Pike County could see new senator

Published 11:00 pm Thursday, May 17, 2012

There’s a good chance Pike County residents will be looking to a new senator for the next 10 years, despite any upcoming elections.

Proposals show the county remaining in House District 89, but the redistricting plan being considered during a Special Session of the Alabama Legislature could bump the Pike County Senate district from 30 to 31. And although some in the area don’t favor the shift, the current proposed plan would keep the county intact under the leadership of one senator versus a split county once considered.

“That wouldn’t have been the best route, in our opinion at least,” said Brundidge City Manager Britt Thomas. “If Pike County was served by two senators, in a political arena, you just never know how that would work.”

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Thomas said that legislators are important to any community because they are able to offer accessibility to state offices and the governor.

“If you don’t have a key to the door, so to speak, they do,” Thomas shared.

Just as in Brundidge, City of Troy officials often look to state representatives.

“We have to depend on them for a lot,” said Troy City Councilman Charlie “Sarge” Dunn

“I think it is very important that we have good representation in Montgomery and in D.C. because it trickles down.”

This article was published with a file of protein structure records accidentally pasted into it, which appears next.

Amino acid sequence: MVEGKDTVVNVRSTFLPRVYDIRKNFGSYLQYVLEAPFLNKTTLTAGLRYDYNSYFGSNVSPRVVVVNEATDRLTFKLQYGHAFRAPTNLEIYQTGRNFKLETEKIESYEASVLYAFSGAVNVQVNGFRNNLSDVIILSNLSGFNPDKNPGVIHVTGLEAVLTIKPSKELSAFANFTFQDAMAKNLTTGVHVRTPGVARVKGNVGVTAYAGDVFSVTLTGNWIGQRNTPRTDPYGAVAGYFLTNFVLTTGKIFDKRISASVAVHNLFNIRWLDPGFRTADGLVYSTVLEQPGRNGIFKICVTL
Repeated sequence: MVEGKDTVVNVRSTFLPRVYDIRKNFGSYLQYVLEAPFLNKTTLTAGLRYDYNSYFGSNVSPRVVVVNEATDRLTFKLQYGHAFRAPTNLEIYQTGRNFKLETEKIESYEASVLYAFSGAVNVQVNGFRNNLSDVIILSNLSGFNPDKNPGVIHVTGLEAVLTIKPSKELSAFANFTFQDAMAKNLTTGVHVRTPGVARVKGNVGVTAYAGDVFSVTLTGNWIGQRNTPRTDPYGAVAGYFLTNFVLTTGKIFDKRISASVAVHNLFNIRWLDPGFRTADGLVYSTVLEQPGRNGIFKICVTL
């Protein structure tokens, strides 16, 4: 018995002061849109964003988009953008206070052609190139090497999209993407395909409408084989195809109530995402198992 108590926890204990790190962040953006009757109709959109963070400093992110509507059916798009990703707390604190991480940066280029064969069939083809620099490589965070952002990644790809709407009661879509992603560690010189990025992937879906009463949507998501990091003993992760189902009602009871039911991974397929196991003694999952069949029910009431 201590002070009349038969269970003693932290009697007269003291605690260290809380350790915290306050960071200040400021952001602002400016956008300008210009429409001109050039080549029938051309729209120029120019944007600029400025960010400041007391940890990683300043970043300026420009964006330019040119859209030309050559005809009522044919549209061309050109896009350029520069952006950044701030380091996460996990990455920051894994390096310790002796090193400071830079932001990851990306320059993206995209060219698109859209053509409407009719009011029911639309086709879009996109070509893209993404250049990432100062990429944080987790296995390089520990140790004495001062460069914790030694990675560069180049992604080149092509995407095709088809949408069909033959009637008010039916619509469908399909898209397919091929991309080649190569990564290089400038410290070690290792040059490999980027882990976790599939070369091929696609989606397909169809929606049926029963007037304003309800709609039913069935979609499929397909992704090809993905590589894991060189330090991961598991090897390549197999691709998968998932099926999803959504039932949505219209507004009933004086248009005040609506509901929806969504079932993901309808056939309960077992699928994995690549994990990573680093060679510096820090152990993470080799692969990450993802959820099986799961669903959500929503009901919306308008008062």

Pike County Attorney Allen Jones said good relationships with senators and representatives are key because they carry the interest of the people to the state level.

“A lot of legislation starts in the House of Representatives and it is critical that you have a representative who can get things done and is respected among other House members,” Jones said. “Representatives are also the ones that generally are going to lead the way for local bills that only affect their areas.”

Jones said, even if local laws aren’t in question, communities are always depending on senators and representatives.

“We are at all times relying on them to be informed and knowledgeable as to all legislation being proposed and drafted that is coming in from all directions,” Jones said. “We rely on them to know how issues may directly or indirectly impact Pike County.”

The currently proposed redistricting plan shows Pike County being grouped in the senate district with Covington, Coffee and part of Dale counties in District 31, instead of Butler and Crenshaw for the senate district. Sen. Jimmy Holley of Coffee County represents Senate District 31.

Rep. Alan Boothe would remain the Pike County representative under the current proposed redistricting plan.